Reviewing the Jan. 6 Capitol Raid: Updates, reflections two years after the disaster as Congress wraps up investigation of the events


Graphic by Peyton Anderson.

Kent Pham, Staff Writer

Jan. 6 will be a day that will likely be remembered forever, imprinted in our minds and textbooks. On this day in 2021, thousands of rioters stormed the Capitol building in Washington, D.C., planning to stop the counting of the electoral votes happening in Congress. 

The country was divided by this election, but these electoral votes would certify Joe Biden as the winner of the 2020 presidential election. Supporters of former president Donald Trump became enraged when they heard the results of the votes, and mobs stormed the Capitol, insisting election fraud was to blame. The events began at a “Save America” rally, where Donald Trump spoke about his anger over the results of the election and falsely stated, “We won this election, and we won it by a landslide.” 

Trump convinced his supporters to use their First Amendment rights to protest and express their frustration, and mentioned, “If you don’t fight like hell, you’re not going to have a country anymore.” 

Although Trump told them to “peacefully and patriotically” protest, the event quickly turned into a violent insurrection. 

Around 1 p.m., a large group of protestors surrounded the Capitol. No more than 30 minutes later, protestors overwhelmed the police, breaking past their barricades. During this time, law enforcement discovered suspicious packages at the Republican and Democratic National Committee Headquarters, which were later discovered to be pipe bombs. As the nation watched in shock, an estimated 10,000 stormed the Capitol grounds while thousands more broke into the Capitol building itself. All staff were brought to an underground bunker as rioters broke windows, climbed walls, vandalized and looted the building. Throughout this horrific event, five people were killed, and hundreds ended up injured.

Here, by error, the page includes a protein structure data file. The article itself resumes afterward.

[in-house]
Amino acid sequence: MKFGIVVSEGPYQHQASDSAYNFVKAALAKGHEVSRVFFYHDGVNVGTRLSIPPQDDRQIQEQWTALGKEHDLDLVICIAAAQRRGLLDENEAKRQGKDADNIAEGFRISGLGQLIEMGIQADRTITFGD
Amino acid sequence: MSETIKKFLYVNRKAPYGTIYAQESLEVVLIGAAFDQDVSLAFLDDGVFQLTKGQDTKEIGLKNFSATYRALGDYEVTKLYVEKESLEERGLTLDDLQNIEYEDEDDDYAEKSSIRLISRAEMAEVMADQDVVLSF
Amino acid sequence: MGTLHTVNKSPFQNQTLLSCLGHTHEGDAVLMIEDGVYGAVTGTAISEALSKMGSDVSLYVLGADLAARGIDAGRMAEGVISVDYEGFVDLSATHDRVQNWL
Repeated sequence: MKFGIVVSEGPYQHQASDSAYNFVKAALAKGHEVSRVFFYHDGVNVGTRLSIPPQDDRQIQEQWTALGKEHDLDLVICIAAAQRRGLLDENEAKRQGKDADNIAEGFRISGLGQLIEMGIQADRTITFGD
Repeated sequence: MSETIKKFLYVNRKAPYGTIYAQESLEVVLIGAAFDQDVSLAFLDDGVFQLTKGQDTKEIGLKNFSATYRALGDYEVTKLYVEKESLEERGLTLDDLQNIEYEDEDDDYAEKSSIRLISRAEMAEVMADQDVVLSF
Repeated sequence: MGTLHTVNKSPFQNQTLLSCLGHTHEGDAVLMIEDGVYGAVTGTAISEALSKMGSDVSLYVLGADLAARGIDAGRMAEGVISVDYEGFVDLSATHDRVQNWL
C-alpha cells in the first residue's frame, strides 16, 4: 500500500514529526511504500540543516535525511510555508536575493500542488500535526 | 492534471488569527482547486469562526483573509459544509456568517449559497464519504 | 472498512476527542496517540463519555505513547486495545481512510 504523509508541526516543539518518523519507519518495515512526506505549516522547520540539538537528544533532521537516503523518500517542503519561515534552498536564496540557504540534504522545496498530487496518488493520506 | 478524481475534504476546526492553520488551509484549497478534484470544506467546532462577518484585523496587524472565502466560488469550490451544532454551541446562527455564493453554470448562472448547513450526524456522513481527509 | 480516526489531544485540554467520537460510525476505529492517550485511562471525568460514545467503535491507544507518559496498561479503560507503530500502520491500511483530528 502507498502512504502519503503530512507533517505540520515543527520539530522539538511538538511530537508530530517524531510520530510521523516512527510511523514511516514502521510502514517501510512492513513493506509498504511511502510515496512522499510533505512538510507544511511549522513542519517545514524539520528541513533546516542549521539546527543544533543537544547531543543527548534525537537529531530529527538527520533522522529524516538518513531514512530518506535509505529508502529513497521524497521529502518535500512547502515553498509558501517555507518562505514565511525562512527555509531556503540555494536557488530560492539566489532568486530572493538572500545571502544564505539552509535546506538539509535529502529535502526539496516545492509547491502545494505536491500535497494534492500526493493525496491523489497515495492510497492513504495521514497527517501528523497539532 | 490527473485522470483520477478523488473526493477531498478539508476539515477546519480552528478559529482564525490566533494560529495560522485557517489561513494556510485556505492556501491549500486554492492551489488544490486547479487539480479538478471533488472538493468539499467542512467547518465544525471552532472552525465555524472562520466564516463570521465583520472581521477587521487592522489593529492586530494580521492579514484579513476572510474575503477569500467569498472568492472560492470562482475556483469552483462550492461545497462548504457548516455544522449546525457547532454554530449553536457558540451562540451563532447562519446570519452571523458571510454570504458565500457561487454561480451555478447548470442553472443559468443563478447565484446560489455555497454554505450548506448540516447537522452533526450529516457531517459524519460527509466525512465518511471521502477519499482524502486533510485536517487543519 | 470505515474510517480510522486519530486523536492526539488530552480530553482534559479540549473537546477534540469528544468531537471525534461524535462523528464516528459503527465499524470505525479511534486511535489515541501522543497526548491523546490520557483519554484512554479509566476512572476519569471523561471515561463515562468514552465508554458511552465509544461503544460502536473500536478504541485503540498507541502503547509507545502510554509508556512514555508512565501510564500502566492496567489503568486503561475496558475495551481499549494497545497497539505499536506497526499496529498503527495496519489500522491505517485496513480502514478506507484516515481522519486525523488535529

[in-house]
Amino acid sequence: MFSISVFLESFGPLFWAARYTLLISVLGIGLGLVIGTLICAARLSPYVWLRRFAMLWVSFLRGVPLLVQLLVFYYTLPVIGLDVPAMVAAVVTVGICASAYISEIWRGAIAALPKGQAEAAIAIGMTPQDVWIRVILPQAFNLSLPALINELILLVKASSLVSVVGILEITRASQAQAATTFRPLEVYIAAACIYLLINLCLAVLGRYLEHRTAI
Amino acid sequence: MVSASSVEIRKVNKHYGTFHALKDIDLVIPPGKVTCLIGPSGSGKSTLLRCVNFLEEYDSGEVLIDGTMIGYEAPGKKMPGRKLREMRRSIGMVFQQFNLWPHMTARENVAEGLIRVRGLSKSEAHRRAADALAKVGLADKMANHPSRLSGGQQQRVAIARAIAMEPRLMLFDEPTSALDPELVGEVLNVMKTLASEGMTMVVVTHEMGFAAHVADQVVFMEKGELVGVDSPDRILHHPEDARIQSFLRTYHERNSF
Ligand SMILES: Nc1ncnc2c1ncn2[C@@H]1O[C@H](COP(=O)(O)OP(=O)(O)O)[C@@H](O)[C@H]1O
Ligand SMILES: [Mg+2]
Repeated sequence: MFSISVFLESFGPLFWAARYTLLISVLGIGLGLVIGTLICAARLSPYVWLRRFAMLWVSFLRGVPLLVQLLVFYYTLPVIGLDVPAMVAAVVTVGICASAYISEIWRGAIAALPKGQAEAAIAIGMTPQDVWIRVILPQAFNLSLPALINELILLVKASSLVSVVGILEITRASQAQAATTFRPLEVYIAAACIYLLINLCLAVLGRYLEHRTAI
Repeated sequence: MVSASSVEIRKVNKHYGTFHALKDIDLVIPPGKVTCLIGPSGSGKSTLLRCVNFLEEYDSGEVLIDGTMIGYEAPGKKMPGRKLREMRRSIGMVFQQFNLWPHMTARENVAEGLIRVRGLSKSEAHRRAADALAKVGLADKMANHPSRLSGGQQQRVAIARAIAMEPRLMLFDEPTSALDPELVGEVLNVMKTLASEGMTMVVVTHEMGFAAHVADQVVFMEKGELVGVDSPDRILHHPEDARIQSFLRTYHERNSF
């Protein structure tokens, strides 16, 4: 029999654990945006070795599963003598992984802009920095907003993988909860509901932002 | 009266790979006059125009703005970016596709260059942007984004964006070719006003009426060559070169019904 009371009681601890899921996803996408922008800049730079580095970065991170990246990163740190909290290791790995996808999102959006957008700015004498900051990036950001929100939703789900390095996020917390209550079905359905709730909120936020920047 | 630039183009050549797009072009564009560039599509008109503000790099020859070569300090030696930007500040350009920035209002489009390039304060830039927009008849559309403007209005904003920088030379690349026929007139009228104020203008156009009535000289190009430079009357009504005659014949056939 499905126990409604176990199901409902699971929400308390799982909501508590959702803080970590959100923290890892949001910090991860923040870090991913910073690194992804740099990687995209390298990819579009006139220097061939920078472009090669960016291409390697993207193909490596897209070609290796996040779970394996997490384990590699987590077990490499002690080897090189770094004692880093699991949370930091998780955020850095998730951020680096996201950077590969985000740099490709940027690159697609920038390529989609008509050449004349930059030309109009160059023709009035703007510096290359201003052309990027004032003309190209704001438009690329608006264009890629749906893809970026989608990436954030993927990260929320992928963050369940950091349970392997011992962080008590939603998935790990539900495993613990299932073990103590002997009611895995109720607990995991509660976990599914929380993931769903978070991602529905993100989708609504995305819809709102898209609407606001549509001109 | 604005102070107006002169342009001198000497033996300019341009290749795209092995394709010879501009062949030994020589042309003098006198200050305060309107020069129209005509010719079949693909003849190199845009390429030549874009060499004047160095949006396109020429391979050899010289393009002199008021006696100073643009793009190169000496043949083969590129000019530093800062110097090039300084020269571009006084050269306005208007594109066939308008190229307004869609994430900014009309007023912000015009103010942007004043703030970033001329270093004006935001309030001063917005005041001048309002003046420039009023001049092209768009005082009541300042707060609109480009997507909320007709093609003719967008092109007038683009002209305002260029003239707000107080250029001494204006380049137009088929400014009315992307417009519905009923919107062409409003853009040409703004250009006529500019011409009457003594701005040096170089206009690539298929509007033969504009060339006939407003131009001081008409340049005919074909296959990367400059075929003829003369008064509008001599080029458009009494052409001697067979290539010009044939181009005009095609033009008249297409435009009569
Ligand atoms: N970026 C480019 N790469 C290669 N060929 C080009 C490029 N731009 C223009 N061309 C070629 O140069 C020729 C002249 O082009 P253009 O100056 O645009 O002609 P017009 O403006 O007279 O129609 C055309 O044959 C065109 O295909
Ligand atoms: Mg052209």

This event did not go without legal repercussions. Almost 1,000 citizens who were involved in the insurrection were charged with a variety of crimes, some including picketing in a Capitol building, theft of government property, assault and disruptive conduct in a restricted building.    

In response to these actions, the House of Representatives created a committee of members to investigate the attack on the Capitol. This independent bicameral commission had its first public hearing on July 27, 2021. By Oct. 2022, the committee had gathered over 1 million documents and hundreds of hours of video footage. On Dec. 15, 2022, this helped the committee and the democrats of the House introduce a bill that would prevent Trump from running for office in the future.